As cognitive computing advances, it’s becoming obvious that these new capabilities will ultimately touch nearly every aspect of life–augmenting human intelligence and spreading expertise. Watson’s newest focus is on the customer experience.
We have all faced frustrations when we’re trying to find just the right product or service, comparison shop or get something fixed or updated. We want personalized attention and quick and easy answers to our questions. A newly announced alliance of IBM and Genesys, a leading provider of customer experience and contact center solutions, aims to help companies serve their customers better. Here’s a scenario explaining how the services will work:
Fang, a cute plush toy who is much smarter than your average (stuffed) bear, is not something that IBM Watson Group had on its drawing boards. But the creative geniuses at a New York City startup, Majestyk Apps, dreamed up this novel way of using the power of Watson to delight and teach children.
Majestyk was one of three winners of the IBM Watson Mobile Developer Challenge, who were announced today. The others were GenieMD, of Pleasanton, Calif., a maker of mobile personal healthcare apps; and Red Ant, of London, England, a a provider of mobile technology for the retailing industry. Continue Reading »
The era of cognitive computing is upon us. Scientists and engineers are designing new systems that ingest vast amounts of information, learn from their interactions with people and data, reason, and help us make better decisions. The opportunities are vast, but so are the challenges. That’s why fulfilling the promise of cognitive computing will require contributions from a large number of people in industry, academia, government and civic life.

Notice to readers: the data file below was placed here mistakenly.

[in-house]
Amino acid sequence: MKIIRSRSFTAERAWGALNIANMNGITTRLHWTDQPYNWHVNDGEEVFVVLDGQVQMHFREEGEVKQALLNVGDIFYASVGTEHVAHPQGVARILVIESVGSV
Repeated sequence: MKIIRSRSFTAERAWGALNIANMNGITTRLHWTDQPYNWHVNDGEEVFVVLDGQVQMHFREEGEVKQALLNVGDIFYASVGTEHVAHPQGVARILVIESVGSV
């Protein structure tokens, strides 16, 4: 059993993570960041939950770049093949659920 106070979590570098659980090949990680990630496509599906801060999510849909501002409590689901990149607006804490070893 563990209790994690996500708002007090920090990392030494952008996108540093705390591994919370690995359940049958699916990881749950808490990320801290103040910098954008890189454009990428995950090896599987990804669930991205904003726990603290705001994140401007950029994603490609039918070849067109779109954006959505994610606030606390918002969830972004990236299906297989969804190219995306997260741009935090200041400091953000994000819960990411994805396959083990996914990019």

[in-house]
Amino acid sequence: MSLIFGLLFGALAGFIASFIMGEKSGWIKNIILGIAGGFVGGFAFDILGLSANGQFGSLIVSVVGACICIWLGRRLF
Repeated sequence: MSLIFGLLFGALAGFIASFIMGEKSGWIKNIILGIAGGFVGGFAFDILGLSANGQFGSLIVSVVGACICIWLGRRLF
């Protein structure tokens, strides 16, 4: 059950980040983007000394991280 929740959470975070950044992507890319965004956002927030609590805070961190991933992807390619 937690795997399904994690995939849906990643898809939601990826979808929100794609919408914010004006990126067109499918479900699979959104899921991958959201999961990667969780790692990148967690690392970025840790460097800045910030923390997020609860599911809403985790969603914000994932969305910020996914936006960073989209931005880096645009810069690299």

So please join the New York Academy of Sciences, ETH Zurich and IBM as they present a discussion between Lino Guzzella, president-elect of ETH, the MIT of Europe; and John Kelly, senior vice president and director of IBM Research, the largest corporate research organization in the world. They will speak about research and collaboration to advance cognitive computing. View the discussion on this Livestream site at 7 p.m. And join the Twitter conversation at #CognitiveComputing, #ETH and #ZHNY.
By Alistair Rennie
Imagine being able to make a well-informed decision based on real time insight, available anywhere and anytime. Now imagine this for all the decision makers in your organization. We’re getting there.
Today IBM took one step closer toward realizing its vision of “analytics everywhere” with new capabilities and solutions that will transform how business users perform their roles, collaborate, and make decisions. How? By making sophisticated analytics more accessible, easier to use, and available to employees at any location and at any moment.
By Mike Rhodin
The second in a series on the IBM Watson Platform, this blog explores the future of how computers relate to us.